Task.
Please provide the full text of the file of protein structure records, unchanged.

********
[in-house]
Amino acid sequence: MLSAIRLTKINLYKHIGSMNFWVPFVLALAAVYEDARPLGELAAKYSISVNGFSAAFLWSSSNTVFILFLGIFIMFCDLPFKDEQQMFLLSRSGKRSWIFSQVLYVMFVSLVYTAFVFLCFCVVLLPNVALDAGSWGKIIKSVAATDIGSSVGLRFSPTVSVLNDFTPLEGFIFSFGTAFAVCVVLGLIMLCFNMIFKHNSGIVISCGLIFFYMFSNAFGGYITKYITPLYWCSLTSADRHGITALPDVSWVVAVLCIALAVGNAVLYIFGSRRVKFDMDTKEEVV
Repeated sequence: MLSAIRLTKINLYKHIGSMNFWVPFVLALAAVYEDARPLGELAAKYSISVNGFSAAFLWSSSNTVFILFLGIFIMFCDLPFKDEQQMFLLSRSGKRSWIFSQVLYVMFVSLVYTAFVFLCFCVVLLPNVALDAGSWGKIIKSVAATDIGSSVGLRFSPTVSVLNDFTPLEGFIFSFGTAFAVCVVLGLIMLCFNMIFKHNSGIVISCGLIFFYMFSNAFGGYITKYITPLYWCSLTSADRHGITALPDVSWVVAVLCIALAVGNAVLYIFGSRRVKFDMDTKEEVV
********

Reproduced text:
[in-house]
Amino acid sequence: MLSAIRLTKINLYKHIGSMNFWVPFVLALAAVYEDARPLGELAAKYSISVNGFSAAFLWSSSNTVFILFLGIFIMFCDLPFKDEQQMFLLSRSGKRSWIFSQVLYVMFVSLVYTAFVFLCFCVVLLPNVALDAGSWGKIIKSVAATDIGSSVGLRFSPTVSVLNDFTPLEGFIFSFGTAFAVCVVLGLIMLCFNMIFKHNSGIVISCGLIFFYMFSNAFGGYITKYITPLYWCSLTSADRHGITALPDVSWVVAVLCIALAVGNAVLYIFGSRRVKFDMDTKEEVV
Repeated sequence: MLSAIRLTKINLYKHIGSMNFWVPFVLALAAVYEDARPLGELAAKYSISVNGFSAAFLWSSSNTVFILFLGIFIMFCDLPFKDEQQMFLLSRSGKRSWIFSQVLYVMFVSLVYTAFVFLCFCVVLLPNVALDAGSWGKIIKSVAATDIGSSVGLRFSPTVSVLNDFTPLEGFIFSFGTAFAVCVVLGLIMLCFNMIFKHNSGIVISCGLIFFYMFSNAFGGYITKYITPLYWCSLTSADRHGITALPDVSWVVAVLCIALAVGNAVLYIFGSRRVKFDMDTKEEVV